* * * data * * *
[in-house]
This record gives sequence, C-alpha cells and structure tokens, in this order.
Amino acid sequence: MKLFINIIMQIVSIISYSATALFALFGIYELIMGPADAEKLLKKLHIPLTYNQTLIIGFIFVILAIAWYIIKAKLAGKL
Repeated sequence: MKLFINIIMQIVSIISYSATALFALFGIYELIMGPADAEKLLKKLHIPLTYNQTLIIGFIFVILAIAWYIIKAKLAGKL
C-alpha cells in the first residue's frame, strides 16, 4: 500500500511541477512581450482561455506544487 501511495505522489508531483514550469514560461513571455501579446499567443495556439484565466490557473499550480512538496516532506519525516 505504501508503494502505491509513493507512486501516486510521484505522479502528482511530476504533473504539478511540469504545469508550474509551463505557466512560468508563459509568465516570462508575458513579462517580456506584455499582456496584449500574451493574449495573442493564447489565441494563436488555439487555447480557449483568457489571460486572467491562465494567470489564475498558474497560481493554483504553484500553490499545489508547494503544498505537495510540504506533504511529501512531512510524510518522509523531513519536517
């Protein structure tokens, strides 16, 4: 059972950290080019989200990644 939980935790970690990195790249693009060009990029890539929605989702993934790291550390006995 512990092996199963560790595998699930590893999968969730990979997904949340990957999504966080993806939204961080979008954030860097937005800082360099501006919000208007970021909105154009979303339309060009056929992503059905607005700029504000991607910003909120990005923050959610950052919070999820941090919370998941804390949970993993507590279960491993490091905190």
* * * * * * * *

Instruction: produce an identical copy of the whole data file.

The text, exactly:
[in-house]
This record gives sequence, C-alpha cells and structure tokens, in this order.
Amino acid sequence: MKLFINIIMQIVSIISYSATALFALFGIYELIMGPADAEKLLKKLHIPLTYNQTLIIGFIFVILAIAWYIIKAKLAGKL
Repeated sequence: MKLFINIIMQIVSIISYSATALFALFGIYELIMGPADAEKLLKKLHIPLTYNQTLIIGFIFVILAIAWYIIKAKLAGKL
C-alpha cells in the first residue's frame, strides 16, 4: 500500500511541477512581450482561455506544487 501511495505522489508531483514550469514560461513571455501579446499567443495556439484565466490557473499550480512538496516532506519525516 505504501508503494502505491509513493507512486501516486510521484505522479502528482511530476504533473504539478511540469504545469508550474509551463505557466512560468508563459509568465516570462508575458513579462517580456506584455499582456496584449500574451493574449495573442493564447489565441494563436488555439487555447480557449483568457489571460486572467491562465494567470489564475498558474497560481493554483504553484500553490499545489508547494503544498505537495510540504506533504511529501512531512510524510518522509523531513519536517
């Protein structure tokens, strides 16, 4: 059972950290080019989200990644 939980935790970690990195790249693009060009990029890539929605989702993934790291550390006995 512990092996199963560790595998699930590893999968969730990979997904949340990957999504966080993806939204961080979008954030860097937005800082360099501006919000208007970021909105154009979303339309060009056929992503059905607005700029504000991607910003909120990005923050959610950052919070999820941090919370998941804390949970993993507590279960491993490091905190």